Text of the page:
This article, based on research at the Institute of HeartMath, explains how through studying changes in the heart’s electromagnetic field, our emotional state (governed by positive, or negative thinking) has been found to affect heart rhythm, having a wide effect both physiologically and psychologically.
For example, it is suggested that increased efficiency and harmony throughout the body’s systems is supported by the coherent rhythmic pattern of a heart beating in response to positive emotions, such as love and appreciation.
Psychologically, this has knock on effects, reducing internal mental dialogue, perception of stressful events and increasing emotional balance and mental clarity, to name a few.
Negative emotions on the other hand, such as anger and frustration, have been linked to erratic, incoherent heart rhythms.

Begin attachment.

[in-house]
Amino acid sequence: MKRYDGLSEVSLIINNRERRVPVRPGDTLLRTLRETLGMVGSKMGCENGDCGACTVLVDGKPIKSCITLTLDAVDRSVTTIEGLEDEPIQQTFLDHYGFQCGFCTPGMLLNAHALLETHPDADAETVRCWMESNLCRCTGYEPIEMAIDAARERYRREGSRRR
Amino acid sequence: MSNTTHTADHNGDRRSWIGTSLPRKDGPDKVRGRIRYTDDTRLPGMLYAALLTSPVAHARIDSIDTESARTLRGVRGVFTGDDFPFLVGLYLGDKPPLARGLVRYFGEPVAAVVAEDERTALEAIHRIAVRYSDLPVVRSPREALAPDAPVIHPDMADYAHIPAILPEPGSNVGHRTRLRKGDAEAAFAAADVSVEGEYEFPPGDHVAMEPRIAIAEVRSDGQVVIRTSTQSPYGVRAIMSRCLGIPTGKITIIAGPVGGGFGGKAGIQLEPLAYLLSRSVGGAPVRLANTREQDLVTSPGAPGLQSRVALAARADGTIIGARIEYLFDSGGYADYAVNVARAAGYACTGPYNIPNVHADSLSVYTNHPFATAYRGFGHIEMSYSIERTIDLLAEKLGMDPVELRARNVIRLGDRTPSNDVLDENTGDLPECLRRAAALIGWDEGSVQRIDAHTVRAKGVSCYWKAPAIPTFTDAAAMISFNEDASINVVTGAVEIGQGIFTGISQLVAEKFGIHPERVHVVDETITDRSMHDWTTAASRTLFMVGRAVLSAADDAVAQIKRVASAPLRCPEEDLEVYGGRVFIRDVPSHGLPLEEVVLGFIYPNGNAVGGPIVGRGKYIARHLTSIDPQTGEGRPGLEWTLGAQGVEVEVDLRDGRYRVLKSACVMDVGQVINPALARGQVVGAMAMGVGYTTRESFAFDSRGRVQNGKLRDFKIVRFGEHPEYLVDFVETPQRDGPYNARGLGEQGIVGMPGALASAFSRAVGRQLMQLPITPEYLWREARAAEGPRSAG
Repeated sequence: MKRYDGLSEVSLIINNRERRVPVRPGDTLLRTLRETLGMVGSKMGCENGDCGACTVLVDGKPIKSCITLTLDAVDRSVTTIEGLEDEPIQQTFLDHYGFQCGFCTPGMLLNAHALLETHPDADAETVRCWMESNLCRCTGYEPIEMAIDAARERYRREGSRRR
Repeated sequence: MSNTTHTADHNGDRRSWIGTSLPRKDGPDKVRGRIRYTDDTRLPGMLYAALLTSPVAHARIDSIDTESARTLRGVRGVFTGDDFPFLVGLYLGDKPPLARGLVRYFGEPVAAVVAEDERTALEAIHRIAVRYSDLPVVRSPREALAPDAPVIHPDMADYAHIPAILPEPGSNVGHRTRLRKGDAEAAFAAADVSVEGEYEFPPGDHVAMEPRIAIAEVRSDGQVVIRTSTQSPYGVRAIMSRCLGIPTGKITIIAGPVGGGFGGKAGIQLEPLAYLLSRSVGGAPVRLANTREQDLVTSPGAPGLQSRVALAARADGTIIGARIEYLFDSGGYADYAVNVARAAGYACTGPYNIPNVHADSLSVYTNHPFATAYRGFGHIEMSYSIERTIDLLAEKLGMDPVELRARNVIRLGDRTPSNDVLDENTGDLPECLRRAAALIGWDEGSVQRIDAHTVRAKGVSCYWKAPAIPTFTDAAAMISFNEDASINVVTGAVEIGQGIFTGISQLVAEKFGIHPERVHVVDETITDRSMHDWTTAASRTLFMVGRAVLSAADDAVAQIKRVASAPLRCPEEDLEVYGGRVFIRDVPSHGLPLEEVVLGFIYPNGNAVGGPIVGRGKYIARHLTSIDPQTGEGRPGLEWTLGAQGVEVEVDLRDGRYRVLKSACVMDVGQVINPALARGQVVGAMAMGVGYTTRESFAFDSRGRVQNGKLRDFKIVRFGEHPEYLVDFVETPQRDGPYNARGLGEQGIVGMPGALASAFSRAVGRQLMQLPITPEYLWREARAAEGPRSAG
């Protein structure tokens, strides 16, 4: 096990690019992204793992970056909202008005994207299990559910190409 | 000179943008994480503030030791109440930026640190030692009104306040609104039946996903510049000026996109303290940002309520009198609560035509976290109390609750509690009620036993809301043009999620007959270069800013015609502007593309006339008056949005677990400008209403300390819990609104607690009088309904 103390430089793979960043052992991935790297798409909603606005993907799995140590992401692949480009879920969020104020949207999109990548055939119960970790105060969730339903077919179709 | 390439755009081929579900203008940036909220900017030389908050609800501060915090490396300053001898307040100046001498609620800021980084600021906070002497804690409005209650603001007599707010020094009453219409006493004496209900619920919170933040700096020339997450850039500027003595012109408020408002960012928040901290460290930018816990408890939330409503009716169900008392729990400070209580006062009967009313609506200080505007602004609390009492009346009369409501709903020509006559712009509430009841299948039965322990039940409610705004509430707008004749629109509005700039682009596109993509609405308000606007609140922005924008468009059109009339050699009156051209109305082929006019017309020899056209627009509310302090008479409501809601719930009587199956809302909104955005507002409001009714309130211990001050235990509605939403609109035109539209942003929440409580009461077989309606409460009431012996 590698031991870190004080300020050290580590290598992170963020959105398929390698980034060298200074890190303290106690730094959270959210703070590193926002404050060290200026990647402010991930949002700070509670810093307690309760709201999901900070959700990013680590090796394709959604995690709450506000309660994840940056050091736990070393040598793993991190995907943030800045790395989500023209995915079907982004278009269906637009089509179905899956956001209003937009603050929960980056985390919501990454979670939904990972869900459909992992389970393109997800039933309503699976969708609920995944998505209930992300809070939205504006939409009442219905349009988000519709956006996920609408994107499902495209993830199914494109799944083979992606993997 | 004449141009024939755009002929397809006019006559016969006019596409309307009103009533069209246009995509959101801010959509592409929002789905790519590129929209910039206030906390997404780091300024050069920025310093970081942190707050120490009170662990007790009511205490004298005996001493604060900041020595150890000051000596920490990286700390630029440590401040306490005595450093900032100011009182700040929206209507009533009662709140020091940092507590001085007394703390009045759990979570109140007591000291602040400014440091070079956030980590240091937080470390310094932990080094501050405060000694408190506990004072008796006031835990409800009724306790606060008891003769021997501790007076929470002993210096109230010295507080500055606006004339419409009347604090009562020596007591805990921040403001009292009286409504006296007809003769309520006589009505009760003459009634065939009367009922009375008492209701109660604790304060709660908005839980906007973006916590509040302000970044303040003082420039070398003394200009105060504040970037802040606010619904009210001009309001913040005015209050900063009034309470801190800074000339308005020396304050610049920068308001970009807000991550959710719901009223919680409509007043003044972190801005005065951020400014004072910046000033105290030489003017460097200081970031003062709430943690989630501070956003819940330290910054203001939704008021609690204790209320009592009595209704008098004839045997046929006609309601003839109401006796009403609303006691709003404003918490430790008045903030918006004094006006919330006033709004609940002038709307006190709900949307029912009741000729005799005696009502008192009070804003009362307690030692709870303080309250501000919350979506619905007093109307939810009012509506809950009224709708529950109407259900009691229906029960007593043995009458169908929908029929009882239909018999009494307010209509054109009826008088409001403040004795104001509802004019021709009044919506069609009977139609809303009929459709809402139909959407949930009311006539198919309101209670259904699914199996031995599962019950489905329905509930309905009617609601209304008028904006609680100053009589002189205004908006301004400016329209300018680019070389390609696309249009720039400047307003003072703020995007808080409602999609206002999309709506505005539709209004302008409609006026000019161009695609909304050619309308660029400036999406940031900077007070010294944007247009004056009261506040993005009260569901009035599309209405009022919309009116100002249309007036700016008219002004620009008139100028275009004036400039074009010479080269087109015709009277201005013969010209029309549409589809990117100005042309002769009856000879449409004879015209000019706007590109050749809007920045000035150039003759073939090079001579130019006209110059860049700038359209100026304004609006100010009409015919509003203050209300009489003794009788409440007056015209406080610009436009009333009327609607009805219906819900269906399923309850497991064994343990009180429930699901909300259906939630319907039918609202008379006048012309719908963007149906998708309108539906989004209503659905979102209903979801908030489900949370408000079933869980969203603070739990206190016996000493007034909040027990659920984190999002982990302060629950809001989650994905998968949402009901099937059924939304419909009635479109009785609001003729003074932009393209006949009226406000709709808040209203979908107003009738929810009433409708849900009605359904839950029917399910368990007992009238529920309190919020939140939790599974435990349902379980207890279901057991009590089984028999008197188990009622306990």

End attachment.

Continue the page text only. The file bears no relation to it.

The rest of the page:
“Sustained positive emotions appear to give rise to a distinct mode of functioning, which we call psychophysiological coherence.”
Not only do our positive emotions benefit ourselves, through our heart, health and happiness, they also have an impact on our awareness of and how we relate to others.
Experiments have found that we communicate with and exchange “heart energy” and those in a state of psychophysiological coherence are able to more easily synchronise their brain waves with another’s heart field.
This means that those of us who are functioning coherently in this way are able to be more aware and more sensitive to the information coming from the heart fields of others.
With the recognition that the heart has its own functional ‘brain’, which can receive and process information and make it’s own decisions independently of the brain, in fact, even influencing the higher centers of the brain involved with emotional processing, perhaps we should all try to focus more on the positive, enabling our two ‘brains’ to work better together, making us more aware and, hopefully compassionate, both towards ourselves and others.
Read more here: The Heart has its own “Brain” and Consciousness.